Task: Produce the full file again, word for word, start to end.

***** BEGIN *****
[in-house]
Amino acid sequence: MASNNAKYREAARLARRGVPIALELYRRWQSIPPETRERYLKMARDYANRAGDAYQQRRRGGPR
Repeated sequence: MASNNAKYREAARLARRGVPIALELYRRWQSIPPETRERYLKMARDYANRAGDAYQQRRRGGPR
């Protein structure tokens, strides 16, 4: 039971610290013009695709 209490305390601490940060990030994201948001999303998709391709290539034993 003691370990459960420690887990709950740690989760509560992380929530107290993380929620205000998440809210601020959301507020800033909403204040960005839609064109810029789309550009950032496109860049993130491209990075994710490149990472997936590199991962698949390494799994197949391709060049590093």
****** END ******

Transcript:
[in-house]
Amino acid sequence: MASNNAKYREAARLARRGVPIALELYRRWQSIPPETRERYLKMARDYANRAGDAYQQRRRGGPR
Repeated sequence: MASNNAKYREAARLARRGVPIALELYRRWQSIPPETRERYLKMARDYANRAGDAYQQRRRGGPR
């Protein structure tokens, strides 16, 4: 039971610290013009695709 209490305390601490940060990030994201948001999303998709391709290539034993 003691370990459960420690887990709950740690989760509560992380929530107290993380929620205000998440809210601020959301507020800033909403204040960005839609064109810029789309550009950032496109860049993130491209990075994710490149990472997936590199991962698949390494799994197949391709060049590093």